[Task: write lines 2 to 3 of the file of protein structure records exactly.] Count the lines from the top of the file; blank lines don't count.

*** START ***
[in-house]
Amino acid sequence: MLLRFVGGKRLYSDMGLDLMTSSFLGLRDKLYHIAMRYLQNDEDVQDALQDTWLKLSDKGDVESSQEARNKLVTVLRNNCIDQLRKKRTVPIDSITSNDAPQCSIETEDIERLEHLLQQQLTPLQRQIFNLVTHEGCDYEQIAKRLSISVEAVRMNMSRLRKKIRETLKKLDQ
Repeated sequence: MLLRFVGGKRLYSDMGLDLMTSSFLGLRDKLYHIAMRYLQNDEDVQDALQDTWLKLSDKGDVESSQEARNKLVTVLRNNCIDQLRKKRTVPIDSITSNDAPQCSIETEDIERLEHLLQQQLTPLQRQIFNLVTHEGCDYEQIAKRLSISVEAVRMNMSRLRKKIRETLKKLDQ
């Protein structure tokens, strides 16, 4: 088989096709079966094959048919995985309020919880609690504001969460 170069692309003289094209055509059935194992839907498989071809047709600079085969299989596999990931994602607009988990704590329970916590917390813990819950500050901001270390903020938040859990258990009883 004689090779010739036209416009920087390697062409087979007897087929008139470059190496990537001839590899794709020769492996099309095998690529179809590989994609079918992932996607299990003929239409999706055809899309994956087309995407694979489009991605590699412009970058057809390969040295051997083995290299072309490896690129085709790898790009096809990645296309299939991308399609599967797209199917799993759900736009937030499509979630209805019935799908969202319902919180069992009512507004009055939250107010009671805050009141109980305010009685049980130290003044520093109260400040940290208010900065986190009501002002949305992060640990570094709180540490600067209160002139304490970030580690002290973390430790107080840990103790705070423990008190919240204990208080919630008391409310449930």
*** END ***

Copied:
Amino acid sequence: MLLRFVGGKRLYSDMGLDLMTSSFLGLRDKLYHIAMRYLQNDEDVQDALQDTWLKLSDKGDVESSQEARNKLVTVLRNNCIDQLRKKRTVPIDSITSNDAPQCSIETEDIERLEHLLQQQLTPLQRQIFNLVTHEGCDYEQIAKRLSISVEAVRMNMSRLRKKIRETLKKLDQ
Repeated sequence: MLLRFVGGKRLYSDMGLDLMTSSFLGLRDKLYHIAMRYLQNDEDVQDALQDTWLKLSDKGDVESSQEARNKLVTVLRNNCIDQLRKKRTVPIDSITSNDAPQCSIETEDIERLEHLLQQQLTPLQRQIFNLVTHEGCDYEQIAKRLSISVEAVRMNMSRLRKKIRETLKKLDQ